As regular readers of this blog will know, we are excited about the developments that we’re seeing in branchless banking in Pakistan, which have led us to call it a “laboratory” for innovation. Most recently I interviewed Mansoor Hassan Siddiqui, the Director for Banking Policy and Regulations at the State Bank of Pakistan about the recent changes to the Branchless Banking Regulations that, among other things, removed the need to capture biometric information at the time of account opening.
These changes to the regulation seem to have unleashed yet more activity. Easypaisa, the longest-established service in the market launched by Tameer Microfinance Bank and their parent company, mobile network operator Telenor, now claims over half a million mobile accounts following a major campaign. The mobile account will complement their over-the-counter bill payment and domestic money transfer services which together have processed a total of Rs 43 billion (US$500 million).
The other major player in the market is UBL, which launched their Omni service in April last year, only six months after easypaisa’s debut. UBL is supporting a number of government and NGO programs in the distribution of cash transfers to nearly two million beneficiaries through their network of 5,000 agents. Recently, UBL started accepting loan repayments for microfinance institutions (MFIs) and providing cash management facilities for businesses.
Two other players, First Microfinance Bank and MCB have already been granted branchless banking licenses under which they are running pilots. The State Bank of Pakistan last month issued a microfinance bank license to Waseela, a subsidiary of Orascom – who also own Pakistan’s largest mobile operator. The move was seen by many industry analysts as a necessary step towards getting a branchless banking license which will allow Mobilink to launch a service to compete with easypaisa.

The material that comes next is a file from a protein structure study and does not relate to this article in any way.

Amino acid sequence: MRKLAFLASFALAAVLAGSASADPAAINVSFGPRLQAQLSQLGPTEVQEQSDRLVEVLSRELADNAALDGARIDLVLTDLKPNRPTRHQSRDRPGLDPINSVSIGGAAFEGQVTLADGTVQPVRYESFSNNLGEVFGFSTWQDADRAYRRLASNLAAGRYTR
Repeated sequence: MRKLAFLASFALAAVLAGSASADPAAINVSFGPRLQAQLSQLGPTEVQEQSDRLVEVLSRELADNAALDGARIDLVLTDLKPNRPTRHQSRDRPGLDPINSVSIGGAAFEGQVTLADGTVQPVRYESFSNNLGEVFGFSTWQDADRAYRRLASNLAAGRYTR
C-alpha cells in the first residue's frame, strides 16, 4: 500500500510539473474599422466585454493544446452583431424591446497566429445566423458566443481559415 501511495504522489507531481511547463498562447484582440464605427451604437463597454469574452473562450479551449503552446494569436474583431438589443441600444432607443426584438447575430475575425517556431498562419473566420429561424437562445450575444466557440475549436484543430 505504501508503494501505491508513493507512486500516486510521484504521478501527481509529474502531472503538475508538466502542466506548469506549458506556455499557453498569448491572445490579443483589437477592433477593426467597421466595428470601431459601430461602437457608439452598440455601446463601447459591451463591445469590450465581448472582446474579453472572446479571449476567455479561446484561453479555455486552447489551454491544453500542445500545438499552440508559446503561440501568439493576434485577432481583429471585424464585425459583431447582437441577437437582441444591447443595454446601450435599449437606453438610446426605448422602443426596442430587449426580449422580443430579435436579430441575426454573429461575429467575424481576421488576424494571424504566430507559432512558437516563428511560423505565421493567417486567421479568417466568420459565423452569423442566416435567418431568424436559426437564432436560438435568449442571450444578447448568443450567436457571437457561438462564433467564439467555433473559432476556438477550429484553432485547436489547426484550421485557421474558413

There are several other banks that are also considering applying for branchless banking licenses and many non-banks such as the courier firm TCS. Other mobile operators are also looking for suitable banking partners that will allow them to launch their own services.
This CGAP Brief released today summarizes the latest developments and offers a commentary on the biggest challenges facing the branchless banking sector in Pakistan.
- Chris Bold
I am working on the the acceptance and use of mobile banking in Pakistan: An integrated model of the key factors of user level acceptance and use: An empirical study.
What do you suggest in terms of its importance and how can I make it broader in the methodology that I use? I am planning to use a questionnaire with people who own a mobile phone but have never used mobile banking.